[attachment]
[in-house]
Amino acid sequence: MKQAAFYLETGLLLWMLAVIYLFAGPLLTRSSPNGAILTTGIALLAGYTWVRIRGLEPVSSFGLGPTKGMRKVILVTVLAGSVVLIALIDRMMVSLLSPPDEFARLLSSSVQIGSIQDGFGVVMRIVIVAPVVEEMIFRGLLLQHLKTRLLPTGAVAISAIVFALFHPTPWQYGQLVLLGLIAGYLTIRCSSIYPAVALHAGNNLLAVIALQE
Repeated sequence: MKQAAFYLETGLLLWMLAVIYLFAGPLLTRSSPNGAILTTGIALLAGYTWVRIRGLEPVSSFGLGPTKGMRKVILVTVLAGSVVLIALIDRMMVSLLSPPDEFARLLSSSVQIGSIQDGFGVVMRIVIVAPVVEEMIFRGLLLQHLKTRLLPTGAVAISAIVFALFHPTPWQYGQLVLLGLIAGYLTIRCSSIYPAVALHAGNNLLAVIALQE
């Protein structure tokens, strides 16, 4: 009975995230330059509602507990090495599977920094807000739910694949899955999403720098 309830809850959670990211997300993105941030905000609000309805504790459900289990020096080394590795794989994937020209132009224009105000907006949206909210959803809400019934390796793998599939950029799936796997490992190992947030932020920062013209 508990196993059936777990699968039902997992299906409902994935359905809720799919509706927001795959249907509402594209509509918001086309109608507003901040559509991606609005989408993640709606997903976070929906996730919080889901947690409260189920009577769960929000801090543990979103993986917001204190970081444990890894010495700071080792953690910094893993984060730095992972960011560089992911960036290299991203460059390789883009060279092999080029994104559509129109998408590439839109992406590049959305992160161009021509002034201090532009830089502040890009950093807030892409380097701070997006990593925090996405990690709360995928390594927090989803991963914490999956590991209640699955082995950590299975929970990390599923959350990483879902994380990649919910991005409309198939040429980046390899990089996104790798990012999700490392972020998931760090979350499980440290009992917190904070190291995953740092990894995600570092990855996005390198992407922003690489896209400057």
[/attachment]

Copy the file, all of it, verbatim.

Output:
[in-house]
Amino acid sequence: MKQAAFYLETGLLLWMLAVIYLFAGPLLTRSSPNGAILTTGIALLAGYTWVRIRGLEPVSSFGLGPTKGMRKVILVTVLAGSVVLIALIDRMMVSLLSPPDEFARLLSSSVQIGSIQDGFGVVMRIVIVAPVVEEMIFRGLLLQHLKTRLLPTGAVAISAIVFALFHPTPWQYGQLVLLGLIAGYLTIRCSSIYPAVALHAGNNLLAVIALQE
Repeated sequence: MKQAAFYLETGLLLWMLAVIYLFAGPLLTRSSPNGAILTTGIALLAGYTWVRIRGLEPVSSFGLGPTKGMRKVILVTVLAGSVVLIALIDRMMVSLLSPPDEFARLLSSSVQIGSIQDGFGVVMRIVIVAPVVEEMIFRGLLLQHLKTRLLPTGAVAISAIVFALFHPTPWQYGQLVLLGLIAGYLTIRCSSIYPAVALHAGNNLLAVIALQE
């Protein structure tokens, strides 16, 4: 009975995230330059509602507990090495599977920094807000739910694949899955999403720098 309830809850959670990211997300993105941030905000609000309805504790459900289990020096080394590795794989994937020209132009224009105000907006949206909210959803809400019934390796793998599939950029799936796997490992190992947030932020920062013209 508990196993059936777990699968039902997992299906409902994935359905809720799919509706927001795959249907509402594209509509918001086309109608507003901040559509991606609005989408993640709606997903976070929906996730919080889901947690409260189920009577769960929000801090543990979103993986917001204190970081444990890894010495700071080792953690910094893993984060730095992972960011560089992911960036290299991203460059390789883009060279092999080029994104559509129109998408590439839109992406590049959305992160161009021509002034201090532009830089502040890009950093807030892409380097701070997006990593925090996405990690709360995928390594927090989803991963914490999956590991209640699955082995950590299975929970990390599923959350990483879902994380990649919910991005409309198939040429980046390899990089996104790798990012999700490392972020998931760090979350499980440290009992917190904070190291995953740092990894995600570092990855996005390198992407922003690489896209400057």